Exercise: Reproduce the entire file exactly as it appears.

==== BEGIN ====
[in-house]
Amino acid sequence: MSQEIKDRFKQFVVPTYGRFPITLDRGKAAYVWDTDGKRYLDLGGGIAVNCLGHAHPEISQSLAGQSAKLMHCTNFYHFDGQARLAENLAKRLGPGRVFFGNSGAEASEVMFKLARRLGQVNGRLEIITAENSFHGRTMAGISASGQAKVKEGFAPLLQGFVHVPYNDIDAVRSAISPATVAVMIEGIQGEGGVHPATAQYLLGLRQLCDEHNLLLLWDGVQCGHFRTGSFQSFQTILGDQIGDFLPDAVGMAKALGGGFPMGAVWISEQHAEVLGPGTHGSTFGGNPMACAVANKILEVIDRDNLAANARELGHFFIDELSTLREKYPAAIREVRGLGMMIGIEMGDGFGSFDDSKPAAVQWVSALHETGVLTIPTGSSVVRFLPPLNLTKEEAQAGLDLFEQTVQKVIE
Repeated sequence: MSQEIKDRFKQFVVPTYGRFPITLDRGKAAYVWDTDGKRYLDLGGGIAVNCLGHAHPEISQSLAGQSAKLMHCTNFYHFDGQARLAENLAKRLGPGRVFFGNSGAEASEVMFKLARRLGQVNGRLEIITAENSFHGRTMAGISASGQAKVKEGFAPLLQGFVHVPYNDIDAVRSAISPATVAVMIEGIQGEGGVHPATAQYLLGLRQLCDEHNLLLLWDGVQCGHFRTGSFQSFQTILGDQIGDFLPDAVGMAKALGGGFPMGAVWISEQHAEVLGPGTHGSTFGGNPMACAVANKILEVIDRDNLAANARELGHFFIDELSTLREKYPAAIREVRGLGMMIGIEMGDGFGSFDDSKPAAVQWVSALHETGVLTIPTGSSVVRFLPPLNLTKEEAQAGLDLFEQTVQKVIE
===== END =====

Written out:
[in-house]
Amino acid sequence: MSQEIKDRFKQFVVPTYGRFPITLDRGKAAYVWDTDGKRYLDLGGGIAVNCLGHAHPEISQSLAGQSAKLMHCTNFYHFDGQARLAENLAKRLGPGRVFFGNSGAEASEVMFKLARRLGQVNGRLEIITAENSFHGRTMAGISASGQAKVKEGFAPLLQGFVHVPYNDIDAVRSAISPATVAVMIEGIQGEGGVHPATAQYLLGLRQLCDEHNLLLLWDGVQCGHFRTGSFQSFQTILGDQIGDFLPDAVGMAKALGGGFPMGAVWISEQHAEVLGPGTHGSTFGGNPMACAVANKILEVIDRDNLAANARELGHFFIDELSTLREKYPAAIREVRGLGMMIGIEMGDGFGSFDDSKPAAVQWVSALHETGVLTIPTGSSVVRFLPPLNLTKEEAQAGLDLFEQTVQKVIE
Repeated sequence: MSQEIKDRFKQFVVPTYGRFPITLDRGKAAYVWDTDGKRYLDLGGGIAVNCLGHAHPEISQSLAGQSAKLMHCTNFYHFDGQARLAENLAKRLGPGRVFFGNSGAEASEVMFKLARRLGQVNGRLEIITAENSFHGRTMAGISASGQAKVKEGFAPLLQGFVHVPYNDIDAVRSAISPATVAVMIEGIQGEGGVHPATAQYLLGLRQLCDEHNLLLLWDGVQCGHFRTGSFQSFQTILGDQIGDFLPDAVGMAKALGGGFPMGAVWISEQHAEVLGPGTHGSTFGGNPMACAVANKILEVIDRDNLAANARELGHFFIDELSTLREKYPAAIREVRGLGMMIGIEMGDGFGSFDDSKPAAVQWVSALHETGVLTIPTGSSVVRFLPPLNLTKEEAQAGLDLFEQTVQKVIE